Q: What are some tips for knowing your size when buying online?
A: I do a lot of online shopping and sizing can be really tricky. I can be anywhere from a double zero to a size six (mostly in between) depending on which brand I’m buying. Because sizing is all over the place, there really is no standard to go by. The best thing to do is forget the size number and go by the measurements.
The most important thing to aim for is for your clothes to fit well. Having them too tight makes you appear larger than you are, having them too big looks sloppy. Focusing on the number/size is going to distract you from finding clothes that fit YOU well*.
*****Keep in mind that the way your wear an items should factor into your size. I tend to buy bigger in outerwear/jackets because I’m laying them over sweaters. Buying my normal size would make me appear bulky! If you tend to tuck things in, you should buy a bigger waist size to accommodate the style. If you tend to layer over, you should have slimmer waist pants.
Every person should own a cloth measuring tape and keep it nearby when you are online shopping. Almost every website gives a very detailed guide on their measurements. If you are still unsure or between sizes, see if they have free returns (or a local store) and buy both to try on at home. Also, any good online shopping website should have reviews for an item. Do yourself a favor and read through these to get an ideal of sizing. There are many times I ordered a different size because of reviews and was very happy with how it fit later.
Have you ever bought the wrong size online?
image via jcrew
Question: When should I get an item tailored and when can I skip?
Answer: The answer to this question is truly a case-by-case basis because everyone has different body types and preferences to how their clothes fit. I do think a lot of young people skip tailoring because they think it’s too pricey / unnecessary, and that is simply untrue. You’d be surprised how little tailoring costs if you know how to ask for the right things.
- Go through your closet and figure out what items you would love more if only they fit a little better. There are many items I wasn’t wearing because I didn’t like the fit. After getting them tailored, I wear them all the time. Fit is everything – I’d rather have less clothes that fit well than tons that aren’t just right.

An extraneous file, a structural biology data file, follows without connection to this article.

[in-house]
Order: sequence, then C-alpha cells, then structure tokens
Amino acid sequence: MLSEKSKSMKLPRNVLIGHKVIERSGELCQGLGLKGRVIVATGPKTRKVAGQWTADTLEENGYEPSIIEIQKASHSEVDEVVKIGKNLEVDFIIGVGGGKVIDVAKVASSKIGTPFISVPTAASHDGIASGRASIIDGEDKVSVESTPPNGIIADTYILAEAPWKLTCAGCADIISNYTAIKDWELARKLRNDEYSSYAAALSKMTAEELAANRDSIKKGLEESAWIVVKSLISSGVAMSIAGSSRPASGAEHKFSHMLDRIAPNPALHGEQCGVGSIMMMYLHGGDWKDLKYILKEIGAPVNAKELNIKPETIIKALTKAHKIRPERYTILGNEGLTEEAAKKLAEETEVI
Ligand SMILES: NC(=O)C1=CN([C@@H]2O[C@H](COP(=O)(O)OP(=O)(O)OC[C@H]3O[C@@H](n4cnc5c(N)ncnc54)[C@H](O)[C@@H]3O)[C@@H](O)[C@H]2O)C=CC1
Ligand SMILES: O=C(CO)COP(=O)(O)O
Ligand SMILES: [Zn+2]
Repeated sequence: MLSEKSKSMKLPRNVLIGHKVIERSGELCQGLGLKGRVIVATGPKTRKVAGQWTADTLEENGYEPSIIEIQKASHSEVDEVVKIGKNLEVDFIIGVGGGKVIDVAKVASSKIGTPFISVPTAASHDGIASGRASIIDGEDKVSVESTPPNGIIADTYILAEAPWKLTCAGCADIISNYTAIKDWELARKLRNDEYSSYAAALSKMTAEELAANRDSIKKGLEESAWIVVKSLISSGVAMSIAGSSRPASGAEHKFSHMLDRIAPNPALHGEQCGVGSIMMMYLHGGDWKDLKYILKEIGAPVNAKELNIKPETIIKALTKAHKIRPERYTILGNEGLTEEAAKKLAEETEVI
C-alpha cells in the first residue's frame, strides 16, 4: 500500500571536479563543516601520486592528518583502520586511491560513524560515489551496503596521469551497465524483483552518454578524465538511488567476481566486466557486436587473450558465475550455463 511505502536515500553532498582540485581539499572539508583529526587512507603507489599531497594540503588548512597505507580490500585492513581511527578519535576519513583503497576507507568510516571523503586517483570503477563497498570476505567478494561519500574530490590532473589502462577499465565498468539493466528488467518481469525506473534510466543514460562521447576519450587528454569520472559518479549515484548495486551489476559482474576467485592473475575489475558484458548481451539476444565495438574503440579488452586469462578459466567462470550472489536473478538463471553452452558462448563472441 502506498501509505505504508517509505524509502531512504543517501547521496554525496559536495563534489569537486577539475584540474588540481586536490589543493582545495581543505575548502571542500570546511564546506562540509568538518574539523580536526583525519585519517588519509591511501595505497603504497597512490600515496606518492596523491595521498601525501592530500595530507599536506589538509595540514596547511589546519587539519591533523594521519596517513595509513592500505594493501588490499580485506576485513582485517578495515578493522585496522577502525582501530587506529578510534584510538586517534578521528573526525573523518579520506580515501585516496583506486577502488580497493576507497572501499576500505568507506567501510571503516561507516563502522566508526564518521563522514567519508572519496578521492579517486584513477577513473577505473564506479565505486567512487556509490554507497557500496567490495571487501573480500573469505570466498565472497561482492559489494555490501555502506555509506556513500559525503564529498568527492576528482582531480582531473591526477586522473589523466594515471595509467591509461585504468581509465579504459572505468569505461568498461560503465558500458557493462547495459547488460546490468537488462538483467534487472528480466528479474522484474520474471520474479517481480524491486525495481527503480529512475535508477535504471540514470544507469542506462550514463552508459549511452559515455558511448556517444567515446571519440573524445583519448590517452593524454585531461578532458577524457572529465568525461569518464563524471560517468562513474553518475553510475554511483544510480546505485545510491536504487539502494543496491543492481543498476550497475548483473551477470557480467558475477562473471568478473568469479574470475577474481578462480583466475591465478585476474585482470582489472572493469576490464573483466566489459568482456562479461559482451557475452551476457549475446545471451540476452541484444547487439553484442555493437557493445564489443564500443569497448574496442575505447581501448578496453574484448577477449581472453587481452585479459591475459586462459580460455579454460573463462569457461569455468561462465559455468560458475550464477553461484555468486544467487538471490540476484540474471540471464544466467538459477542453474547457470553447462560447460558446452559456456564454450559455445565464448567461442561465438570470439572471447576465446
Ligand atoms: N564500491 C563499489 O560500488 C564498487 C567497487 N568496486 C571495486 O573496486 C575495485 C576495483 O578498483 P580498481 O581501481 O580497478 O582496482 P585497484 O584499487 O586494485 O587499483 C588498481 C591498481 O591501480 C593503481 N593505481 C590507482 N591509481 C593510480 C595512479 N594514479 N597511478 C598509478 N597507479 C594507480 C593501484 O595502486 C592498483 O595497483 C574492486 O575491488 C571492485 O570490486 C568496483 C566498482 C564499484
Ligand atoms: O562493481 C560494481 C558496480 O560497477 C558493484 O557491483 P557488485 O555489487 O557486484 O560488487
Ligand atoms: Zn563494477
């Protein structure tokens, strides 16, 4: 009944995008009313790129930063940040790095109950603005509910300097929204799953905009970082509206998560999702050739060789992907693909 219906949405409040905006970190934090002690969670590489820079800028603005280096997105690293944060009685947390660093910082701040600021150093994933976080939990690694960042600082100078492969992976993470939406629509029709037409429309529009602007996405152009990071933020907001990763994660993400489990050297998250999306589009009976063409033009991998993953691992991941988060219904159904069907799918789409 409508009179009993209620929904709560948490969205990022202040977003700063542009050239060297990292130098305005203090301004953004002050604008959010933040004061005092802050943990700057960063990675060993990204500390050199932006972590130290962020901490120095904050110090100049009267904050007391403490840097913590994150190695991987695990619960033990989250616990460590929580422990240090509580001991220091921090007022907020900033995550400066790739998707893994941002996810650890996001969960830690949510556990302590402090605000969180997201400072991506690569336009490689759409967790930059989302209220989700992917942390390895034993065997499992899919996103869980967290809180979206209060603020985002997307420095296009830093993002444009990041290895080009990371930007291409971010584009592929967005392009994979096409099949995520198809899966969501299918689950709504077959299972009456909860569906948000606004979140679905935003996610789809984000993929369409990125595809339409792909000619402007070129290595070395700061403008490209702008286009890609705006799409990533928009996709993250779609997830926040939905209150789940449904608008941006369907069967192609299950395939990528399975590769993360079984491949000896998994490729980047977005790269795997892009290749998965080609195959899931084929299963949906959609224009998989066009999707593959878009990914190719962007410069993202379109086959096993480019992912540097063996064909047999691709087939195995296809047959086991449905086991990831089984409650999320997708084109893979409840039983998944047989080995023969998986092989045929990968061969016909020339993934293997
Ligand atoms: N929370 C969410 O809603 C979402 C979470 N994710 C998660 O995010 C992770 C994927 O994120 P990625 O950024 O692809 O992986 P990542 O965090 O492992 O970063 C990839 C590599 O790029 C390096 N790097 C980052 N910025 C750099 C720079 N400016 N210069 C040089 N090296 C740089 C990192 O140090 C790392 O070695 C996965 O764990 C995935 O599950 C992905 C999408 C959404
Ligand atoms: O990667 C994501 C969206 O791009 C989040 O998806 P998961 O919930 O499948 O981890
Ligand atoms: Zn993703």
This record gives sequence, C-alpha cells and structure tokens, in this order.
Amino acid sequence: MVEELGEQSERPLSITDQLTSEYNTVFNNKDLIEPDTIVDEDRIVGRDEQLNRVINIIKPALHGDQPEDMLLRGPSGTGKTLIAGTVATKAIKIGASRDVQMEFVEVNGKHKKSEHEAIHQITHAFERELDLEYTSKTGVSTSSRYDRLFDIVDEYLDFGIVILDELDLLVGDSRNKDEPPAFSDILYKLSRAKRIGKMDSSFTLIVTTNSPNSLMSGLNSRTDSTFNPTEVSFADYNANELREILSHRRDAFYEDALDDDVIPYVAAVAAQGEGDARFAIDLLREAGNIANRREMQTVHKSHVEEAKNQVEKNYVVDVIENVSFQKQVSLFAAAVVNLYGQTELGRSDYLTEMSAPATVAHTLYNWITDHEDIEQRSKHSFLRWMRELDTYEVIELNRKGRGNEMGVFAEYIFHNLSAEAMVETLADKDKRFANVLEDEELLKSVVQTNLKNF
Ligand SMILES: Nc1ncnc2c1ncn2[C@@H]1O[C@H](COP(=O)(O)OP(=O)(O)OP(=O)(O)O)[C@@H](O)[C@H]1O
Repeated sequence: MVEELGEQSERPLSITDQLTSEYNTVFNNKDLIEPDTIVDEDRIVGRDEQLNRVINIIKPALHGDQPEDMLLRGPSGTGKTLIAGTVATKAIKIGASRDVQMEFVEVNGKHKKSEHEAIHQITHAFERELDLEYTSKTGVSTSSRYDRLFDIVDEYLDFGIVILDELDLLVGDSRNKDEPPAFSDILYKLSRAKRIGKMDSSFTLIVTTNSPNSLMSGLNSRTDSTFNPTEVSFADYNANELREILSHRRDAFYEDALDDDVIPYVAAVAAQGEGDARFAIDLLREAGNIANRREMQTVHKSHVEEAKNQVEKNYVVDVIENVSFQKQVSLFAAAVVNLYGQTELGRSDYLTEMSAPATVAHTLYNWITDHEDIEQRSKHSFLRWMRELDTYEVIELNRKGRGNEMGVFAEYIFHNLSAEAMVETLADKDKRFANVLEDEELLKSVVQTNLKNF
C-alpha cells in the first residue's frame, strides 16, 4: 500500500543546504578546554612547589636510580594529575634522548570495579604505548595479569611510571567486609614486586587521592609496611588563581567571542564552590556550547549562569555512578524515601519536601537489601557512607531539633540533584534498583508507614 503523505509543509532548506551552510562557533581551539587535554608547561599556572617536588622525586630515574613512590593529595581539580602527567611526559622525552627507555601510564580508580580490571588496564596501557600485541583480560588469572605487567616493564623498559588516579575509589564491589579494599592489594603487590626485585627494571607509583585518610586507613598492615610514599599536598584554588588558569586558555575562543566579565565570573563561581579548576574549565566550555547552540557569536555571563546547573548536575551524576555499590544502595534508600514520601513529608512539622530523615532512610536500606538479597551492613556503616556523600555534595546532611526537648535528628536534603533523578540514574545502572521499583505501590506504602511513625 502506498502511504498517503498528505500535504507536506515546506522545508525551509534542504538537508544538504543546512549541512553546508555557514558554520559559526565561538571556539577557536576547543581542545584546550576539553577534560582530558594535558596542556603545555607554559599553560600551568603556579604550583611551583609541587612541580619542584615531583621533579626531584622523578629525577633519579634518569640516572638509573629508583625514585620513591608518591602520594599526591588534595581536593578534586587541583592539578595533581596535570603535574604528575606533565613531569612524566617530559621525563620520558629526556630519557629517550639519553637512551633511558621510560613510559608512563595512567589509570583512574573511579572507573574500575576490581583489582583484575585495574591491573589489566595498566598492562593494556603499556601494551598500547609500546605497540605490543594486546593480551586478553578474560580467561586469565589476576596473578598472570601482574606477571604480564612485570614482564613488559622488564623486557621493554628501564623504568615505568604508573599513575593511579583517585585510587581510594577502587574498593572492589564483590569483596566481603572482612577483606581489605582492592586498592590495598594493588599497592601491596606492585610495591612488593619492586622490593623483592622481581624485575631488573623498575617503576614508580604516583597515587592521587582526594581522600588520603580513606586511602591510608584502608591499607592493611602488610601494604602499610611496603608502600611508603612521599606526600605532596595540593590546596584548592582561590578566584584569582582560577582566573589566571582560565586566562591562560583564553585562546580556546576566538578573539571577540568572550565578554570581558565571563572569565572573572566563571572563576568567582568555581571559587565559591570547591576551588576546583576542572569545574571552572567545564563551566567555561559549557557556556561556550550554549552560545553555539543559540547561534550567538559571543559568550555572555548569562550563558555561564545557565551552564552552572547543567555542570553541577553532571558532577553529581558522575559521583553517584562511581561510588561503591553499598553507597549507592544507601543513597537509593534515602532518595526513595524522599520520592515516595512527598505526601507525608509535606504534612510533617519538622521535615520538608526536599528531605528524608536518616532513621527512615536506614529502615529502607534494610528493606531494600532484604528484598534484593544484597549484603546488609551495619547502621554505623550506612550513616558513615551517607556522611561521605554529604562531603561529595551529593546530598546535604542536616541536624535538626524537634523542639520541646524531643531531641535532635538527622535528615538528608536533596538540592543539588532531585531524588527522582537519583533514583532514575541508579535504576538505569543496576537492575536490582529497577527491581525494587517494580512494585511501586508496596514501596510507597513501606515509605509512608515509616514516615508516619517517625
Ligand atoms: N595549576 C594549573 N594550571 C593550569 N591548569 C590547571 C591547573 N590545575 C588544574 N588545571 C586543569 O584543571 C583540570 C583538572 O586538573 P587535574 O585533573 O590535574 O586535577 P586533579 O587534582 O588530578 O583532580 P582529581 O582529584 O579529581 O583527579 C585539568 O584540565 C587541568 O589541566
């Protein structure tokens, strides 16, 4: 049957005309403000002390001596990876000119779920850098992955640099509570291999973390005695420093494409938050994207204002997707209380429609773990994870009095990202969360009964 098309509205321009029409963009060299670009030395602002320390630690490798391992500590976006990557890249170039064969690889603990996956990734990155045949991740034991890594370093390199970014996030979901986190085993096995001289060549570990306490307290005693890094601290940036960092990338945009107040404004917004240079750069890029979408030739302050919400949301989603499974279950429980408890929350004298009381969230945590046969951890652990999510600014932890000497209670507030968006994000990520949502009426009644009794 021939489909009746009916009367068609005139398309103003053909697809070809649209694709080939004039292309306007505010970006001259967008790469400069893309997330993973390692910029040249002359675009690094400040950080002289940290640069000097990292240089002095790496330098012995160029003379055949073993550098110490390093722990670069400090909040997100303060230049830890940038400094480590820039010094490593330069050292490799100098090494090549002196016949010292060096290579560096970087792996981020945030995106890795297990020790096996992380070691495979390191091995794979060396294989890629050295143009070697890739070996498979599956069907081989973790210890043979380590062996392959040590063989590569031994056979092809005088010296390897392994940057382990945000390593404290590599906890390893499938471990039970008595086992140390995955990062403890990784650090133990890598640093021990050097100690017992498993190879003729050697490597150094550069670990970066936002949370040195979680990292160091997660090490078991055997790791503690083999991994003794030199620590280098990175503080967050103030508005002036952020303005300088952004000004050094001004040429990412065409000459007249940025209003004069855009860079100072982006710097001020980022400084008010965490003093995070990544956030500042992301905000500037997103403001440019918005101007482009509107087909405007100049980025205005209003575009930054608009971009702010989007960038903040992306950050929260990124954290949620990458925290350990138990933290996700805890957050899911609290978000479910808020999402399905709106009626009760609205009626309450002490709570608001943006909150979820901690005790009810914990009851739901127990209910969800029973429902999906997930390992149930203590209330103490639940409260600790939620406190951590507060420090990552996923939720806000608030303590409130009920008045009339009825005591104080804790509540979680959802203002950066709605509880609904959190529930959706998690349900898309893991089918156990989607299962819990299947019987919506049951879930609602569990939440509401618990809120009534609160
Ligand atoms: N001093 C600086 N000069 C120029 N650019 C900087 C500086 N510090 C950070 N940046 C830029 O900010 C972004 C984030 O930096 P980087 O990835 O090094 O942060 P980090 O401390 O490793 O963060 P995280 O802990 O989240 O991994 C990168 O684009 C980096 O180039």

- Determine if it’s worth getting tailored. Will you wear it more if it fit better? Or is it something you shouldn’t have bought in the first place? Would the tailoring be too complicated to make it worth the price? It’s always better to tailor something of better quality than of poor quality. When I was younger, I went to get an item tailored (from forever21…) and the cost of tailoring was more than the item itself. That’s a good example of when to skip!
- Figure out exactly what needs to be done to make the tailoring process a simple as possible. If I need a pair of pants shortened, that’s going to be inexpensive and easier than getting the entire shape of the pants done. I once had a wide legged J. Crew pant turned into a skinny cut, and it just wasn’t meant to be done. It was expensive and they still don’t fit correctly. I shouldn’t have bought them in the first place because the tailoring was too complicated to be worth it.
To find a tailor that isn’t going to break the bank doesn’t have to be hard. A good estimation of a tailors price is the cost to get a shirt taking in at the side seams. It’s simple and should only be $8-$15 and be able to finish within a week. I usually negotiate a few dollars off every time I go to the tailor as well, so that helps overall with costs. The most important tip to consider – over communicate exactly what you want done. You can never be too thorough!
When to Tailor:
- Shortening pants that are too long
- Shortening a skirt that doesn’t hit at the right spot for your frame
- Side seams adjusted on a shirt that’s too boxy for your liking
When to Skip:
- If you normally cuff pants, skip the tailoring
- Shirts with long sleeves can easily be cuffed or pushed up
- Anything too trendy might not be worth tailoring over time
Do you get items tailored or is that something you haven’t considered before?
Question: When is it too early to start wearing white?
Answer: Years ago I religiously following the “Memorial Day – Labor Day” rule, and would never wear white in the winter. I’m so glad I don’t follow that rule anymore because wearing white is great year round. White makes the other colors, textures, & tones in your outfit pop a little more and also makes a great base for a look that appears fresh, not frumpy.
There are a couple guidelines I still follow while wearing white in the fall and winter months. I have a favorite white, cotton dress that is perfectly lightweight for summer, but would be challenging to wear in the winter even with tights and a sweater. I look for heavier weight white items to wear in the colder months to tie in the item appropriately, such as white corduroy pants, sweaters, quilted vests, etc.
So yes, I love wearing white all year round, but do caution against wearing white in fabrics that are better suited for warm weather (think seersucker, linen, thinner cotton).
Do you wear white year round?
Past Blog Posts on This Topic: